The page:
on a walleye dinner, and Jay ordered roast chicken. Both came with cabbage slaw;
Jay chose smashed potatoes (was there any clichéd item missing
from this menu?) and I selected fries. Jay also ordered the two items he considers
to be the best way to evaluate a new restaurant: French onion soup for an appetizer
and a Bloody Mary for dessert.
Thus concluded the highlight of the evening. The rest went downhill faster than Bode Miller after a night of raucous partying.
The “flavor ambassador” had considerately asked Jay if
he wanted his soup before his entrée or with it. He asked for it before, and
it did come before… if you consider two minutes “before”. He’d barely smelled
it before a girl stopped at our table and asked which of us had the cheeseburger. We
sent her off with a “wrong table”, and she nearly bumped into the young man who was bringing our meals. Then we received our rolls. Not exactly the order in which
we were accustomed to being served. It’s usually rolls, soup, and then entrées,
with appropriate time in between to enjoy each item.
But hey, we thought, it’s a new restaurant. Sometimes it takes a bit to iron out all the wrinkles.
By this time I think we were up to about Gut Warning Number
Seven. And we hadn’t even tried our food yet.
We should have quit while we were ahead. Although Jay’s benchmark French onion soup got a “very good”, the rest of the food didn’t even come close. I don’t know if they scrounged their food from the dumpster behind the Denny’s three
doors down, or what. We’ve eaten better meals
out of a 99¢ cardboard box from the local mega-super-market.
The chicken had crispy, seasoned skin, but underneath it
was just, well, chicken, at least what meat he could find amongst the exceedingly large number of bones this bird possessed. We took turns speculating about what incredibly dry object had smashed the potato
– an English Literature textbook and the cold vacuum of space were our two best guesses.
My fries were missing the advertised malt vinegar. Jay chased down a server,
who at first brought us oil and vinegar cruets. Then, when the proper condiment
arrived, the bottle had no little cap to allow one to dispense a few drops at a time, so my half-cold fries got a vinegar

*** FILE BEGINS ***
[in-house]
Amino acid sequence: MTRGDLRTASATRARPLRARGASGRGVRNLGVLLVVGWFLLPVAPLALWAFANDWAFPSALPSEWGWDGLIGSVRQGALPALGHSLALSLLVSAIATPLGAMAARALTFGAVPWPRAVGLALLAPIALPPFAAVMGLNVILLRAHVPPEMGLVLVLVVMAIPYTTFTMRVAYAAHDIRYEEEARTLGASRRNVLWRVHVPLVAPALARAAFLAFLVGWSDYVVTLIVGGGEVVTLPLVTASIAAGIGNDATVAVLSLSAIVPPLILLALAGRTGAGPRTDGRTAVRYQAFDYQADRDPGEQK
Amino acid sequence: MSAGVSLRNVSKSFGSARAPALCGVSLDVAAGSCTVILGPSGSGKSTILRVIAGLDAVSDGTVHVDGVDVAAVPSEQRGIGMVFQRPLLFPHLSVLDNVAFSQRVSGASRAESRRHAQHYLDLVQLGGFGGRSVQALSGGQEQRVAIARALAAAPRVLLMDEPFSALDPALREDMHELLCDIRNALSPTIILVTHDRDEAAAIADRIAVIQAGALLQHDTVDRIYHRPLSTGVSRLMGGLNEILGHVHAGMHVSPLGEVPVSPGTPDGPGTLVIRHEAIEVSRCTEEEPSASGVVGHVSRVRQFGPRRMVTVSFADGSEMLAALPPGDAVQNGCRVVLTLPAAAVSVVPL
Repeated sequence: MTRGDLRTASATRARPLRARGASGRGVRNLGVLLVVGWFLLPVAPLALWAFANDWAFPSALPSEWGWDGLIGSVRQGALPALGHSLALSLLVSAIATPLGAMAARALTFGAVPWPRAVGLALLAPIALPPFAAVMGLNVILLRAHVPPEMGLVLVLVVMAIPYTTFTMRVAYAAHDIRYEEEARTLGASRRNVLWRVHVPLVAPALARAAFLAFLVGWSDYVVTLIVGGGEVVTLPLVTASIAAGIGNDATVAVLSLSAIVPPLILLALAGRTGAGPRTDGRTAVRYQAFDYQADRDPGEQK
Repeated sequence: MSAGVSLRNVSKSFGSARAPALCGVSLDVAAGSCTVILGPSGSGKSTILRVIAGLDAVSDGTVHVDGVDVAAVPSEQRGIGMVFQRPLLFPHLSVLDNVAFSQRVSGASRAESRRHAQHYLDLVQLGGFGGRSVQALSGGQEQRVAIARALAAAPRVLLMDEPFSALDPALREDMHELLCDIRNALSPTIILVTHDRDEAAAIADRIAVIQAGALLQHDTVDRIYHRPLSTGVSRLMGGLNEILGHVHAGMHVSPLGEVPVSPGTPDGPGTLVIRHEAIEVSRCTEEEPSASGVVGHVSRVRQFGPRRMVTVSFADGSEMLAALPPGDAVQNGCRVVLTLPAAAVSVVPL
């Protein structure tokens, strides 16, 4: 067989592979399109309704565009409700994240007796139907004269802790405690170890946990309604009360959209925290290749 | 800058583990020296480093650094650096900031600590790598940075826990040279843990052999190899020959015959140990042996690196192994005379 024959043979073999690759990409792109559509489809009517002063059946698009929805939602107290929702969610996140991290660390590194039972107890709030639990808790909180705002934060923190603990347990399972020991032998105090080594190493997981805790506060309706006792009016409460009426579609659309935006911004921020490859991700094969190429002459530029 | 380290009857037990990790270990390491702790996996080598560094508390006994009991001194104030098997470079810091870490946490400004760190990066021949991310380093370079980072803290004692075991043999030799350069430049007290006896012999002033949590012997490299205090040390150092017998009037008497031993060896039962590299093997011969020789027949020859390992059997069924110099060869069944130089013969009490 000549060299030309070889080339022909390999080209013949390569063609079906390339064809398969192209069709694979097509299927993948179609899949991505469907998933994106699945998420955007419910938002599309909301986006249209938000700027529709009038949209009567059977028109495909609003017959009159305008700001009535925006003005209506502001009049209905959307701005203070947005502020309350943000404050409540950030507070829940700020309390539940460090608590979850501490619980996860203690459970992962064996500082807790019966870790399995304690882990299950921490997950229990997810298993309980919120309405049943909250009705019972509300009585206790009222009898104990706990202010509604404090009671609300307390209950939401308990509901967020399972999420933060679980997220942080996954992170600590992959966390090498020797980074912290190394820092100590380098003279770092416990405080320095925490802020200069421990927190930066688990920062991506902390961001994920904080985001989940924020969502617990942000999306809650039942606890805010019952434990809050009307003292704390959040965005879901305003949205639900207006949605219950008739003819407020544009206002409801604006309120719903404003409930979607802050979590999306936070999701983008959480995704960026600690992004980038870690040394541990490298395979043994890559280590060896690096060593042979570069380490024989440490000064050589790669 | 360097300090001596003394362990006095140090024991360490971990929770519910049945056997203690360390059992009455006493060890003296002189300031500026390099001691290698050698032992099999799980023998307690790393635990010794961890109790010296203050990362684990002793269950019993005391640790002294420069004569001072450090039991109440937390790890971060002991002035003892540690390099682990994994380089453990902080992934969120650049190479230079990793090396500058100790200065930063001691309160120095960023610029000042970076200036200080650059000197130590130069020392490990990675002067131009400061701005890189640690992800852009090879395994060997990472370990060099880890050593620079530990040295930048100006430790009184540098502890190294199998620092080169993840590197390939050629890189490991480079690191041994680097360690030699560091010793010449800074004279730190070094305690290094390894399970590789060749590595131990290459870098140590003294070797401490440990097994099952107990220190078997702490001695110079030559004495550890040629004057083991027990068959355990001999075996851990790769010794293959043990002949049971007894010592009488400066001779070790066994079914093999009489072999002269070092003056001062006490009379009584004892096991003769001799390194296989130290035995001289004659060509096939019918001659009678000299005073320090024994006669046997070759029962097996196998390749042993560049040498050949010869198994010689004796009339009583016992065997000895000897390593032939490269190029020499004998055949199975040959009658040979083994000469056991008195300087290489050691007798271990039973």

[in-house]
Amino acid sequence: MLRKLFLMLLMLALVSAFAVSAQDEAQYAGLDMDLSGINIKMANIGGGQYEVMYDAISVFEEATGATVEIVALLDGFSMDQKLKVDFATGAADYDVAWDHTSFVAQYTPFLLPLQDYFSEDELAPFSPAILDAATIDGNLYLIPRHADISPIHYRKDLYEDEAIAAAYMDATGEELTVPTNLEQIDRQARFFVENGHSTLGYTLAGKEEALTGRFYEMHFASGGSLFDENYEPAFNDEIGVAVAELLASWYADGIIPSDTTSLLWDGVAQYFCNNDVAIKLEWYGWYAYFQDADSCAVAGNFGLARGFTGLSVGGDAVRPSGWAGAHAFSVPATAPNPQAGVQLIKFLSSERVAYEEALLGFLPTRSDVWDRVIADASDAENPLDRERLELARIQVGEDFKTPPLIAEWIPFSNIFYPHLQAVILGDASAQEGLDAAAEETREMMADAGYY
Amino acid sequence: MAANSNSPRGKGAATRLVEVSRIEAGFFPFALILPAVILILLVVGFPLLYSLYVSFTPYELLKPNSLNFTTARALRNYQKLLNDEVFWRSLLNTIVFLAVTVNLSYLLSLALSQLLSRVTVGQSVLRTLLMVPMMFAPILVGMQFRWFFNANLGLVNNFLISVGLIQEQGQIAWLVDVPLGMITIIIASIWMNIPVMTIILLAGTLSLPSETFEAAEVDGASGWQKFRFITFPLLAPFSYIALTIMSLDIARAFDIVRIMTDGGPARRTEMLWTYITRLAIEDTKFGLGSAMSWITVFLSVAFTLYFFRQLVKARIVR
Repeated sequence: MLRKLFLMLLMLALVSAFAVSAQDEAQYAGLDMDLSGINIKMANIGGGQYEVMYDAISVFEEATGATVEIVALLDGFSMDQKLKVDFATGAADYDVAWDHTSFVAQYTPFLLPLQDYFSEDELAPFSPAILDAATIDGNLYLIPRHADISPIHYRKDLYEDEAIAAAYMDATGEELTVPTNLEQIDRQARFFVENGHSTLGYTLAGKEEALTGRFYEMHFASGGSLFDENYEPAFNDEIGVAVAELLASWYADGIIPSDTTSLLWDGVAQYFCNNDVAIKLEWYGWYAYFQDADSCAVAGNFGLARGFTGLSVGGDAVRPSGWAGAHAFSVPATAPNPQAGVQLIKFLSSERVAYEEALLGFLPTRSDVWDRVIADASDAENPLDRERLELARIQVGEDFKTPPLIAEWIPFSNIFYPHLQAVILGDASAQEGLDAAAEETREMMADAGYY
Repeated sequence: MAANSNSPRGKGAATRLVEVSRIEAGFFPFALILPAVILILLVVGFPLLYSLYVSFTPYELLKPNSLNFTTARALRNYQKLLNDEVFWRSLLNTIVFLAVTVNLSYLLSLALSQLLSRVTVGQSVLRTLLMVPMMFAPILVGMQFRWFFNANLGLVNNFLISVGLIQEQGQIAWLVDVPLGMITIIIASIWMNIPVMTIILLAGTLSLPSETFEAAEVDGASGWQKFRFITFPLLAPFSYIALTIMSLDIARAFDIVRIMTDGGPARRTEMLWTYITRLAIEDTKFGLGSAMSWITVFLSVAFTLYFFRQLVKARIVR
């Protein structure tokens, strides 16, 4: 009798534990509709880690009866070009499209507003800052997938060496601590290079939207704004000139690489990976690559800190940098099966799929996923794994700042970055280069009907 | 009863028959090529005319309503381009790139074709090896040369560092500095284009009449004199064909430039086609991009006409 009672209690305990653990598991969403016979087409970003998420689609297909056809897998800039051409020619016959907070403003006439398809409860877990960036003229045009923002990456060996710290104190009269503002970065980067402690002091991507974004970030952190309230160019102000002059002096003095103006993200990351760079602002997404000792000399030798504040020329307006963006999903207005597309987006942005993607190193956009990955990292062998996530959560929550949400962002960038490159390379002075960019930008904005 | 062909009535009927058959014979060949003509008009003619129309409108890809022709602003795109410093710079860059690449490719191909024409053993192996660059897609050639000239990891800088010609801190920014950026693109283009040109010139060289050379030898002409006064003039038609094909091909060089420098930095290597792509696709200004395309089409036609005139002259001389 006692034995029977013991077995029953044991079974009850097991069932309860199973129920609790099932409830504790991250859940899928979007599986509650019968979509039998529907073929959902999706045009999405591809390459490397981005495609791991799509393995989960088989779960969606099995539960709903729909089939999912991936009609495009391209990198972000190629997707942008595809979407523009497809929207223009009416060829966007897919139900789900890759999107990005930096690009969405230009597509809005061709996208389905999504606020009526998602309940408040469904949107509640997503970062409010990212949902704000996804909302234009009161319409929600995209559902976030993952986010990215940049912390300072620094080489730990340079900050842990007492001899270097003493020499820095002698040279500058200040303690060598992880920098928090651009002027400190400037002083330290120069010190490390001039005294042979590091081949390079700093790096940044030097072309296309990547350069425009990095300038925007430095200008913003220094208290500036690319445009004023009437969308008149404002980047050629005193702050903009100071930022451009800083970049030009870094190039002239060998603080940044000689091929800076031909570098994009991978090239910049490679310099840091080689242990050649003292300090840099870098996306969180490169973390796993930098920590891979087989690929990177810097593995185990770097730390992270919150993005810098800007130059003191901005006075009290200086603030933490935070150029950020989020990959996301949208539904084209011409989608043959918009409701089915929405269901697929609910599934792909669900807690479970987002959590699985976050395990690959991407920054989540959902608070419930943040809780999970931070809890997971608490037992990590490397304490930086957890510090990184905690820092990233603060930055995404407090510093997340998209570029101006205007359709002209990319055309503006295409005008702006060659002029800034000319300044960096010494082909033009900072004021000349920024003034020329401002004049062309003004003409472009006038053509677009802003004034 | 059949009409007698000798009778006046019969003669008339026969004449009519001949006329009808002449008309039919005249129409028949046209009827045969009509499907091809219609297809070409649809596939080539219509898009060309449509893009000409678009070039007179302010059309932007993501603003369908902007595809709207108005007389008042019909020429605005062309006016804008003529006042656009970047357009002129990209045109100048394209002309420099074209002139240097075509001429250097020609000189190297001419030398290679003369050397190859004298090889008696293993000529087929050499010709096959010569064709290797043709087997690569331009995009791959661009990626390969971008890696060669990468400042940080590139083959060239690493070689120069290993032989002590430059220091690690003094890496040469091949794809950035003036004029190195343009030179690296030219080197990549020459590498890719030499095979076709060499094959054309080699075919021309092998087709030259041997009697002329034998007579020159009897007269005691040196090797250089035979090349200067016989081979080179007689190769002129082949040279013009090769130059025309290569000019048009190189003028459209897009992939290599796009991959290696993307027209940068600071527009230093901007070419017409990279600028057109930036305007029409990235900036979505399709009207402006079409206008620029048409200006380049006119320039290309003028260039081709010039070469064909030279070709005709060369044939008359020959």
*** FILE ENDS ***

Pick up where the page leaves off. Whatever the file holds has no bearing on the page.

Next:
bath. And the walleye… well, I’m guessing it was walleye. Or maybe it had once swum next to a walleye. What they looked
like were fish fingers. What they tasted like was nothing. Just like the slaw, which looked like it had dressing but tasted like naked cabbage that had been genetically
altered to remove any remnant of flavor. I’ve accidentally eaten Easter basket
grass with more enjoyment than that slaw.
And the coked-up menu writer got it wrong again with the
“Pepper Mary”, which was more celery salt than pepper. Jay was only half done
with it when a well-dressed woman (whom we guessed was the owner, the manager, or a restaurant concept developer) asked if
I wanted a little cup for my tartar sauce to put in my to-go container. Gee,
the menu had called it “peppercorn lemon cream sauce”, and here the whole time I was dipping my fish bits into plain old tartar
sauce. And now this lady wanted to whisk my plate away before I was even done. Maybe they didn’t buy enough dishes and needed to wash mine so some other poor sucker
wouldn’t have to wait for his meal.
To sum it up, I’ve had better meals from the drive-thru
at Mickey D’s. Meals that were made with ingredients,
not from something the “cook” took out of a plastic bag. We found more meat on
the partridges we ate at that fancy restaurant in England.
And I think most nursing homes serve spicier food than PMG.
Maybe that’s why the conversation was so hushed. It wasn’t politeness.
It was because everyone in the place was in shock at the
utter dreadfulness of their food.
Next time, I’m listening to my gut.